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That gnarly old buck just lays there, chewing his cud and wasting the day. Then, about 20 minutes after nightfall, he rises, stretches, and departs for distant fields. As a result, this buck is never seen during daylight by man or camera, qualifying it as a true nocturnal buck.

Deer hunters seem to have it in their heads that this is what some mature bucks do. Naturally, everyone has that hunting buddy or friend who says, “Yeah, I’ve got this big buck on camera, but never in daylight. Must be nocturnal.”

Rarely, if ever, are bucks truly nocturnal—though they might seem to be. We spoke with Kip Adams, biologist and chief conservation officer for the National Deer Association to figure out where seemingly nocturnal bucks go during the day. According to Adams, if you only see a buck after dark and before daylight, it’s usually because of one of these seven likely reasons. 

whitetail deer buck standing in the middle of a field.
Deer move the most in daylight during the rut. Honeycutt Creative Photos

1) Your stand is too far from bedding cover. 

The main reason hunters don’t see deer during the daylight is because they’re sitting too far from bedding cover. The deer get up and move around, but they don’t make it to the hunter before nightfall—or they’re already gone from the area by dawn.

Inch closer to where your target buck is bedding. If you have trail camera photos close to dawn or dusk, pay attention to the first and last photos in the sequence. In the evening, the orientation of that first photo can sometimes reveal where a deer came from. In the early morning, the last photo can point where it’s going. Either scenario can signal the direction of a bedding area.

2) The buck you’re after has a small core area. 

If you’re relatively close to where a buck beds and you still aren’t seeing him during the day, he may have a very small core area. A buck like that doesn’t travel very far, except during the rut, because he has everything he needs. Small-core-area behavior is more common in areas with good habitat. “If there’s food and cover close by, some bucks just don’t move far at all,” says Adams.

This is a good problem to have. It means there’s less of a chance that another hunter will get a shot at the deer you’re after. Consider pushing deeper into the core area and setting up between the buck’s bedding cover and food.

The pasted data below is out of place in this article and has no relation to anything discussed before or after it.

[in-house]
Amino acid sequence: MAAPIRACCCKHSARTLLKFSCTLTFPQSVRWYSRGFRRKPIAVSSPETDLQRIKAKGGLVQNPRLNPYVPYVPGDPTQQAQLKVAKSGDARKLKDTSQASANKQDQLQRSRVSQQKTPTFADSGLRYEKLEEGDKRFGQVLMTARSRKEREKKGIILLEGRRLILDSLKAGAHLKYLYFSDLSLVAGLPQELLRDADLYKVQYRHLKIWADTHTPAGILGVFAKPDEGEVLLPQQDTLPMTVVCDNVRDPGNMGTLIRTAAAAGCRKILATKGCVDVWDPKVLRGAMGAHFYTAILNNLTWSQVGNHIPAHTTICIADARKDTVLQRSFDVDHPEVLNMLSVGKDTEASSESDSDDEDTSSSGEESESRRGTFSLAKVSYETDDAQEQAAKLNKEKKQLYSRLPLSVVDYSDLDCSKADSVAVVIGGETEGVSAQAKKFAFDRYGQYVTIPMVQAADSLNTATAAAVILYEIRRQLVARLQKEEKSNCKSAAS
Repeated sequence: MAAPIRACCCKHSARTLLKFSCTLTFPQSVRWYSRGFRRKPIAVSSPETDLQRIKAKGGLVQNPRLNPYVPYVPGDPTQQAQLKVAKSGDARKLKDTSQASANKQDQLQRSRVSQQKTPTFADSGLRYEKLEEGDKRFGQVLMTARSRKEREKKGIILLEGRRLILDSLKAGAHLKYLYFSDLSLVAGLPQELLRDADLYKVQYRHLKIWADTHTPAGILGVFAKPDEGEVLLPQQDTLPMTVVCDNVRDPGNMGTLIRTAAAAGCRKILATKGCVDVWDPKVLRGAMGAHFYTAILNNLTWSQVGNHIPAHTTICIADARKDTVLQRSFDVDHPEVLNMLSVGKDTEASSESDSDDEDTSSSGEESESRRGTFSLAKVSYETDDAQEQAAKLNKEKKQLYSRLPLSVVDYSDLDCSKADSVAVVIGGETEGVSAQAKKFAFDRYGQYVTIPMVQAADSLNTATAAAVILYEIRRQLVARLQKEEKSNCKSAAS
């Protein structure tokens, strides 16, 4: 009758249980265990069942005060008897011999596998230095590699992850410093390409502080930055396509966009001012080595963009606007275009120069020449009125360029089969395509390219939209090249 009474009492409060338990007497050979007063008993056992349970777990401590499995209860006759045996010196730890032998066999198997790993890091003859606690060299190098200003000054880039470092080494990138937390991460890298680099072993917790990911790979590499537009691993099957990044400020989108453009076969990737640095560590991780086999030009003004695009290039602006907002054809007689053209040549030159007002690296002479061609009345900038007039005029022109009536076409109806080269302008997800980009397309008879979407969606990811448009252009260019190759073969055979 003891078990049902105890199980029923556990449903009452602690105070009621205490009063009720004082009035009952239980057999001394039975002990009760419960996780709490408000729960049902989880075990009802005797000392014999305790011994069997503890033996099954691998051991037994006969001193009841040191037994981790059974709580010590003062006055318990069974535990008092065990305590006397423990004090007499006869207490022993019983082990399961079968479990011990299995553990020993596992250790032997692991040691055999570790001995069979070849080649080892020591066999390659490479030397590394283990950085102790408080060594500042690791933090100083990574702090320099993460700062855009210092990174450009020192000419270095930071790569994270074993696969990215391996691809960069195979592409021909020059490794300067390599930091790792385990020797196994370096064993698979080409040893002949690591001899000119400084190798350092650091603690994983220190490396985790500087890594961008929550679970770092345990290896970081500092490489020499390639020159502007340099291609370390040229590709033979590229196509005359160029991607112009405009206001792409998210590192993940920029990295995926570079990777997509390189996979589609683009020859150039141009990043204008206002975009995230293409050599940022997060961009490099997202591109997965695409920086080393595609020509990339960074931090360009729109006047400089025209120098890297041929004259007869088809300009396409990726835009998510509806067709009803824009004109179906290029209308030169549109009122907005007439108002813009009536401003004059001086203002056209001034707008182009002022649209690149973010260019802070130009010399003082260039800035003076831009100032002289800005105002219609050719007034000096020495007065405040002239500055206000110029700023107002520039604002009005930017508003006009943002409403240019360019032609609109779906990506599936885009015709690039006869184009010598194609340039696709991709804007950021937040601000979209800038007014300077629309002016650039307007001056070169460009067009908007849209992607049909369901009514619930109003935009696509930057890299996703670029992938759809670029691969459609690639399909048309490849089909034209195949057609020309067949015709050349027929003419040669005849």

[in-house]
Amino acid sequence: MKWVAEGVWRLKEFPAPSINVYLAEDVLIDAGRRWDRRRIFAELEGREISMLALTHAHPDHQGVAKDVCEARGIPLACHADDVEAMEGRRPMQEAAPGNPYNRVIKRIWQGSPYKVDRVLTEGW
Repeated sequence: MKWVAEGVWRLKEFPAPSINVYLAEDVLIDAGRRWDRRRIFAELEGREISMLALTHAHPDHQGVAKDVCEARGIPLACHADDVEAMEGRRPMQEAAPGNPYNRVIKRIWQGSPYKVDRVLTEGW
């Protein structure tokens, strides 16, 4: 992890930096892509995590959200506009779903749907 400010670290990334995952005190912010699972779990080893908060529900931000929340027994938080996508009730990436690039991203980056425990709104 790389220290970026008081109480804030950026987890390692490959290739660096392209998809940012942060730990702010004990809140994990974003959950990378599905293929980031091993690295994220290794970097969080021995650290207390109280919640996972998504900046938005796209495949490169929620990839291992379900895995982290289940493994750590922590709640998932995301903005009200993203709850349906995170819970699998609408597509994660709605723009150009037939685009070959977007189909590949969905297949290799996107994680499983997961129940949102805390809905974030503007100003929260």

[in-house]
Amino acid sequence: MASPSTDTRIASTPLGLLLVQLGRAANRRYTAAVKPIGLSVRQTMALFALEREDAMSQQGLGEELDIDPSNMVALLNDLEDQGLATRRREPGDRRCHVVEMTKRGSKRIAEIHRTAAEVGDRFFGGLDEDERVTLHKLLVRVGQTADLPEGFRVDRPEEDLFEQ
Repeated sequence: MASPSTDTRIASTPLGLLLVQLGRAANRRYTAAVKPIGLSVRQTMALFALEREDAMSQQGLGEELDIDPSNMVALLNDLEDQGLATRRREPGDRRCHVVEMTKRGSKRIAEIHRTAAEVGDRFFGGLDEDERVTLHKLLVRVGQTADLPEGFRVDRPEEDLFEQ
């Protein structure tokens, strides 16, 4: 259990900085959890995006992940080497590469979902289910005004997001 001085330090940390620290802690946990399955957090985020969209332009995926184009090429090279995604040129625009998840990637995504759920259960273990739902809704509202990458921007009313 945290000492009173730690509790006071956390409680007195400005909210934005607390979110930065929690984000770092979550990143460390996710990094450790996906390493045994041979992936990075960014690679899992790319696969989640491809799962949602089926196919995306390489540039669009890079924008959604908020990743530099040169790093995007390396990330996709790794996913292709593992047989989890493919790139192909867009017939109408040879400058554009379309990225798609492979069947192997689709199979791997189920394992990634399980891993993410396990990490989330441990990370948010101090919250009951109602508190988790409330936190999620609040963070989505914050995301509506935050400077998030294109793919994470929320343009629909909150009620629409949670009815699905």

deer hair on the ground in the woods.
White hair on matted ground is a sure sign of a deer bed. Honeycutt Creative Photos

3) Your stand is away from a buck’s preferred travel routes.

Deer don’t always use the same travel routes. They have different trails they follow depending on different conditions. If the intel you’ve gathered on a buck focuses on an area that it doesn’t frequently use, you could be wasting your time while it’s traveling during the day nearby.

Figuring out which travel routes bucks use, and setting up accordingly, is part of patterning deer. “The buck you’re after is likely on his feet somewhere,” Adams says. “It’s just a matter of figuring out what cover he’s using and when he’s leaving.” 

4) Poor habitat structure is pushing deer away.

If you have a neighbor with a property that’s optimized for bedding, that’s where mature bucks likely spend their daylight hours. If your property doesn’t offer something better, or at least equivalent, it’s time to get to work.

Enhance your property with more bedding cover. Hinge-cut trees and clear land for early successional habitat (young trees and brush) to grow. “Enhancing habitat takes time,” says Adams. “But if you want to hold more bucks during the day, you need to encourage them to bed closer to where you have a chance for a shot.” 

5) You’re applying too much pressure. 

Hunting pressure undoubtedly makes deer think twice about moving. While some deer are willing to travel during the day even after being pressured, most aren’t. 

“Look at unhunted deer populations,” Adams says. “Those deer move all day long. It isn’t that hunted deer are different animals, they’re just reacting to the pressure we apply.” If you’re only seeing deer on camera at night, apply less pressure to the area you’re hunting.

Hunter walking through the woods with a rifle.
Hunting pressure can impact daylight deer movement. Honeycutt Creative Photos

6) You don’t know a deer’s personality.  

According to Adams, and other experts, deer express personality through their behavior. “Some just tend to move a lot more than others,” he says. “Some deer might move more within a small home range, while others may have bigger home ranges, but tend to not move as much. Every deer is different.”

Recognize deer for who they are, and respond accordingly. If a deer tends to move more during the day, consider being more passive in your approach. If he moves less, dive deeper into cover closer to his bedding area.

Read Next: 4 Things Your Trail Cams Aren’t Telling You

whitetail deer on a trailcamera at night.
Deer are crepuscular, meaning they move most at dawn and dusk. Honeycutt Creative Photos

7) He barely moves from his bed during the day. 

Very few, if any, bucks are truly nocturnal. In the worst scenarios, bucks might only move 50 to 75 yards during the day leading many hunters to think these deer only come out at night.

If you’re dealing with a buck like this, it requires a seriously aggressive play. You need to hunt the edge of his bedding area, or even infiltrate just inside of it, to get a shot. Push closer to his bed, and you’ll increase the odds of a shot opportunity.

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